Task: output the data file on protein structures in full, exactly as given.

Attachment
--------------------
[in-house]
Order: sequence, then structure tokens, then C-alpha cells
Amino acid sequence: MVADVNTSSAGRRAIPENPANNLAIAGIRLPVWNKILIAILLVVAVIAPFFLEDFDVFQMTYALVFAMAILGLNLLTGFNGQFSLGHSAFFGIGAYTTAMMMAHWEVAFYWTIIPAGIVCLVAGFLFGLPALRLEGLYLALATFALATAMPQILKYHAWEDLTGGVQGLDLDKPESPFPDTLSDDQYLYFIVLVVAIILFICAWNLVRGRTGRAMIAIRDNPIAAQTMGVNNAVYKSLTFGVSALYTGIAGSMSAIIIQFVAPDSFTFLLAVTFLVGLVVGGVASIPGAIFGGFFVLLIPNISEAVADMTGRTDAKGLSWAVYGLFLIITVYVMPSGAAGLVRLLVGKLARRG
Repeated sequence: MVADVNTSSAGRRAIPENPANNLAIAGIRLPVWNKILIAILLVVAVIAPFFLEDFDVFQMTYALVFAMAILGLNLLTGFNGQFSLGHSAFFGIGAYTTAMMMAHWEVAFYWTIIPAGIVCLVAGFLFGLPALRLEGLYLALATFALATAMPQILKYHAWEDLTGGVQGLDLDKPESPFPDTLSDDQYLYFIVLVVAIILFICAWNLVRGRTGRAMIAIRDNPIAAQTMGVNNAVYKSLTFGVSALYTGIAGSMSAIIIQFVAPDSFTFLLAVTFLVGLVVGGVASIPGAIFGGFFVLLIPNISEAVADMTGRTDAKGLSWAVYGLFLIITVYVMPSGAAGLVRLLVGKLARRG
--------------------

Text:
[in-house]
Order: sequence, then structure tokens, then C-alpha cells
Amino acid sequence: MVADVNTSSAGRRAIPENPANNLAIAGIRLPVWNKILIAILLVVAVIAPFFLEDFDVFQMTYALVFAMAILGLNLLTGFNGQFSLGHSAFFGIGAYTTAMMMAHWEVAFYWTIIPAGIVCLVAGFLFGLPALRLEGLYLALATFALATAMPQILKYHAWEDLTGGVQGLDLDKPESPFPDTLSDDQYLYFIVLVVAIILFICAWNLVRGRTGRAMIAIRDNPIAAQTMGVNNAVYKSLTFGVSALYTGIAGSMSAIIIQFVAPDSFTFLLAVTFLVGLVVGGVASIPGAIFGGFFVLLIPNISEAVADMTGRTDAKGLSWAVYGLFLIITVYVMPSGAAGLVRLLVGKLARRG
Repeated sequence: MVADVNTSSAGRRAIPENPANNLAIAGIRLPVWNKILIAILLVVAVIAPFFLEDFDVFQMTYALVFAMAILGLNLLTGFNGQFSLGHSAFFGIGAYTTAMMMAHWEVAFYWTIIPAGIVCLVAGFLFGLPALRLEGLYLALATFALATAMPQILKYHAWEDLTGGVQGLDLDKPESPFPDTLSDDQYLYFIVLVVAIILFICAWNLVRGRTGRAMIAIRDNPIAAQTMGVNNAVYKSLTFGVSALYTGIAGSMSAIIIQFVAPDSFTFLLAVTFLVGLVVGGVASIPGAIFGGFFVLLIPNISEAVADMTGRTDAKGLSWAVYGLFLIITVYVMPSGAAGLVRLLVGKLARRG